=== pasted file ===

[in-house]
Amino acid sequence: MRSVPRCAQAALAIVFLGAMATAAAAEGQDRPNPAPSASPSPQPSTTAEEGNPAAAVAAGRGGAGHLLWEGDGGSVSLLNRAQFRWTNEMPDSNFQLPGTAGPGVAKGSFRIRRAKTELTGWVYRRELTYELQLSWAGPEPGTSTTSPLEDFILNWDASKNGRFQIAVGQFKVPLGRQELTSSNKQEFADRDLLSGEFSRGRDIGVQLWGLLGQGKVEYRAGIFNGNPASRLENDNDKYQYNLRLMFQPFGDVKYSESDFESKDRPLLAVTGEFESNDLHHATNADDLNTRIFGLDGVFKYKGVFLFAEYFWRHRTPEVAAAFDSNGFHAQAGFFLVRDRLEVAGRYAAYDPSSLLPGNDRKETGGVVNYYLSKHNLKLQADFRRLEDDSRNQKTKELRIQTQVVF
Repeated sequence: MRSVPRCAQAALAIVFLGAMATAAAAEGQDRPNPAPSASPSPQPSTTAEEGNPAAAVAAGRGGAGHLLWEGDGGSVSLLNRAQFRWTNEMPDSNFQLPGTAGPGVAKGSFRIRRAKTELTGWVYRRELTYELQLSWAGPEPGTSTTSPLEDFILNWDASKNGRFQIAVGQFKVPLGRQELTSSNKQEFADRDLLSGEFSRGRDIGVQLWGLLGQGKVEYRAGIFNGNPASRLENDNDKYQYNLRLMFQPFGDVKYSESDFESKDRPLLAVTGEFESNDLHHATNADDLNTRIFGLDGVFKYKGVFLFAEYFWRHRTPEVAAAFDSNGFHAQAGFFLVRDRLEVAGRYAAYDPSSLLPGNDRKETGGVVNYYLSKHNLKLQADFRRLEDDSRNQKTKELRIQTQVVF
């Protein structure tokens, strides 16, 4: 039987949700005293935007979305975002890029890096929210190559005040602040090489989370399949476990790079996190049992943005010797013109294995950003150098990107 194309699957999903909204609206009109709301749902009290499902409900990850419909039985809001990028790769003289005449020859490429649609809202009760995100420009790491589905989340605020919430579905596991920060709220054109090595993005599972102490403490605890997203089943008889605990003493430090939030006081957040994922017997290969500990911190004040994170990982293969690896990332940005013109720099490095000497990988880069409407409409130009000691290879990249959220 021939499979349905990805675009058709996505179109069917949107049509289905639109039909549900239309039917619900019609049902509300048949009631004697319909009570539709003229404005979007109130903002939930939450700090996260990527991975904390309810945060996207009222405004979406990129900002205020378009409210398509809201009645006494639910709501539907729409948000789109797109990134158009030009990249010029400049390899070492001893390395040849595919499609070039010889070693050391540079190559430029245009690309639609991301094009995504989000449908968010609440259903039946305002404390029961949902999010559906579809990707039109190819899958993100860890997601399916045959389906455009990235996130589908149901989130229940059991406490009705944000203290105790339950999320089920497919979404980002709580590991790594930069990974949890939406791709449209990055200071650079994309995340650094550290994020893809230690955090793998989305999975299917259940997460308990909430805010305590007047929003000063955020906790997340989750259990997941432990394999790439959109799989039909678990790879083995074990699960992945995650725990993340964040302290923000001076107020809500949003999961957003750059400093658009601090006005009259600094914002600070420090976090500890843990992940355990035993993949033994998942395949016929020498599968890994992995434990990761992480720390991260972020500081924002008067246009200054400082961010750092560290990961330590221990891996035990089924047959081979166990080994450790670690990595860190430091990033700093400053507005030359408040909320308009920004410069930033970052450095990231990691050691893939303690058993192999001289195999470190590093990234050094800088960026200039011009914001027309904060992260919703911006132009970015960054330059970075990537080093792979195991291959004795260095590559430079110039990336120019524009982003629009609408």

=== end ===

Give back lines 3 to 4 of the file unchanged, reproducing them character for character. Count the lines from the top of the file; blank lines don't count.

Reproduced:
Repeated sequence: MRSVPRCAQAALAIVFLGAMATAAAAEGQDRPNPAPSASPSPQPSTTAEEGNPAAAVAAGRGGAGHLLWEGDGGSVSLLNRAQFRWTNEMPDSNFQLPGTAGPGVAKGSFRIRRAKTELTGWVYRRELTYELQLSWAGPEPGTSTTSPLEDFILNWDASKNGRFQIAVGQFKVPLGRQELTSSNKQEFADRDLLSGEFSRGRDIGVQLWGLLGQGKVEYRAGIFNGNPASRLENDNDKYQYNLRLMFQPFGDVKYSESDFESKDRPLLAVTGEFESNDLHHATNADDLNTRIFGLDGVFKYKGVFLFAEYFWRHRTPEVAAAFDSNGFHAQAGFFLVRDRLEVAGRYAAYDPSSLLPGNDRKETGGVVNYYLSKHNLKLQADFRRLEDDSRNQKTKELRIQTQVVF
């Protein structure tokens, strides 16, 4: 039987949700005293935007979305975002890029890096929210190559005040602040090489989370399949476990790079996190049992943005010797013109294995950003150098990107 194309699957999903909204609206009109709301749902009290499902409900990850419909039985809001990028790769003289005449020859490429649609809202009760995100420009790491589905989340605020919430579905596991920060709220054109090595993005599972102490403490605890997203089943008889605990003493430090939030006081957040994922017997290969500990911190004040994170990982293969690896990332940005013109720099490095000497990988880069409407409409130009000691290879990249959220 021939499979349905990805675009058709996505179109069917949107049509289905639109039909549900239309039917619900019609049902509300048949009631004697319909009570539709003229404005979007109130903002939930939450700090996260990527991975904390309810945060996207009222405004979406990129900002205020378009409210398509809201009645006494639910709501539907729409948000789109797109990134158009030009990249010029400049390899070492001893390395040849595919499609070039010889070693050391540079190559430029245009690309639609991301094009995504989000449908968010609440259903039946305002404390029961949902999010559906579809990707039109190819899958993100860890997601399916045959389906455009990235996130589908149901989130229940059991406490009705944000203290105790339950999320089920497919979404980002709580590991790594930069990974949890939406791709449209990055200071650079994309995340650094550290994020893809230690955090793998989305999975299917259940997460308990909430805010305590007047929003000063955020906790997340989750259990997941432990394999790439959109799989039909678990790879083995074990699960992945995650725990993340964040302290923000001076107020809500949003999961957003750059400093658009601090006005009259600094914002600070420090976090500890843990992940355990035993993949033994998942395949016929020498599968890994992995434990990761992480720390991260972020500081924002008067246009200054400082961010750092560290990961330590221990891996035990089924047959081979166990080994450790670690990595860190430091990033700093400053507005030359408040909320308009920004410069930033970052450095990231990691050691893939303690058993192999001289195999470190590093990234050094800088960026200039011009914001027309904060992260919703911006132009970015960054330059970075990537080093792979195991291959004795260095590559430079110039990336120019524009982003629009609408």